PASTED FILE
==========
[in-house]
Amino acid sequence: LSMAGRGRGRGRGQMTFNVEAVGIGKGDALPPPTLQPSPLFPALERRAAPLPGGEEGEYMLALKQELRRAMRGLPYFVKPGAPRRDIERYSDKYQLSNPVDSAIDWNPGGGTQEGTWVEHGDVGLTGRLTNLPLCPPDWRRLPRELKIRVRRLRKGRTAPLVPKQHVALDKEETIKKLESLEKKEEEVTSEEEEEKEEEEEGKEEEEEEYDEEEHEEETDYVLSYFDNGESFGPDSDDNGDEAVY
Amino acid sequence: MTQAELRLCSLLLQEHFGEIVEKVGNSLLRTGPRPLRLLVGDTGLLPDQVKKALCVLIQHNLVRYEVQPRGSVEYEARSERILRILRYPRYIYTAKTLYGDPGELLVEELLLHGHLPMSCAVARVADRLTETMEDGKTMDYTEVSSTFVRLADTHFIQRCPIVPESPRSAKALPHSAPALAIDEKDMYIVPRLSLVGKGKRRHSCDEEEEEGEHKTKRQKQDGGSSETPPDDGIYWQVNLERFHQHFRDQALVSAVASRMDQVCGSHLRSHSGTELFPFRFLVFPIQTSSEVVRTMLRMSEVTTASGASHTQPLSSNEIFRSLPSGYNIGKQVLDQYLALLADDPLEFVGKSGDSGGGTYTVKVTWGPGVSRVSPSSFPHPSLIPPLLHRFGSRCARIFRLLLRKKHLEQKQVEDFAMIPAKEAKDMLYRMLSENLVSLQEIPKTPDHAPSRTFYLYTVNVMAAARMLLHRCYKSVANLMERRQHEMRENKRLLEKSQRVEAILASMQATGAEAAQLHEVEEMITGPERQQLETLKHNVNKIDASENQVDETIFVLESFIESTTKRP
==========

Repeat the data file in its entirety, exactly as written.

[in-house]
Amino acid sequence: LSMAGRGRGRGRGQMTFNVEAVGIGKGDALPPPTLQPSPLFPALERRAAPLPGGEEGEYMLALKQELRRAMRGLPYFVKPGAPRRDIERYSDKYQLSNPVDSAIDWNPGGGTQEGTWVEHGDVGLTGRLTNLPLCPPDWRRLPRELKIRVRRLRKGRTAPLVPKQHVALDKEETIKKLESLEKKEEEVTSEEEEEKEEEEEGKEEEEEEYDEEEHEEETDYVLSYFDNGESFGPDSDDNGDEAVY
Amino acid sequence: MTQAELRLCSLLLQEHFGEIVEKVGNSLLRTGPRPLRLLVGDTGLLPDQVKKALCVLIQHNLVRYEVQPRGSVEYEARSERILRILRYPRYIYTAKTLYGDPGELLVEELLLHGHLPMSCAVARVADRLTETMEDGKTMDYTEVSSTFVRLADTHFIQRCPIVPESPRSAKALPHSAPALAIDEKDMYIVPRLSLVGKGKRRHSCDEEEEEGEHKTKRQKQDGGSSETPPDDGIYWQVNLERFHQHFRDQALVSAVASRMDQVCGSHLRSHSGTELFPFRFLVFPIQTSSEVVRTMLRMSEVTTASGASHTQPLSSNEIFRSLPSGYNIGKQVLDQYLALLADDPLEFVGKSGDSGGGTYTVKVTWGPGVSRVSPSSFPHPSLIPPLLHRFGSRCARIFRLLLRKKHLEQKQVEDFAMIPAKEAKDMLYRMLSENLVSLQEIPKTPDHAPSRTFYLYTVNVMAAARMLLHRCYKSVANLMERRQHEMRENKRLLEKSQRVEAILASMQATGAEAAQLHEVEEMITGPERQQLETLKHNVNKIDASENQVDETIFVLESFIESTTKRP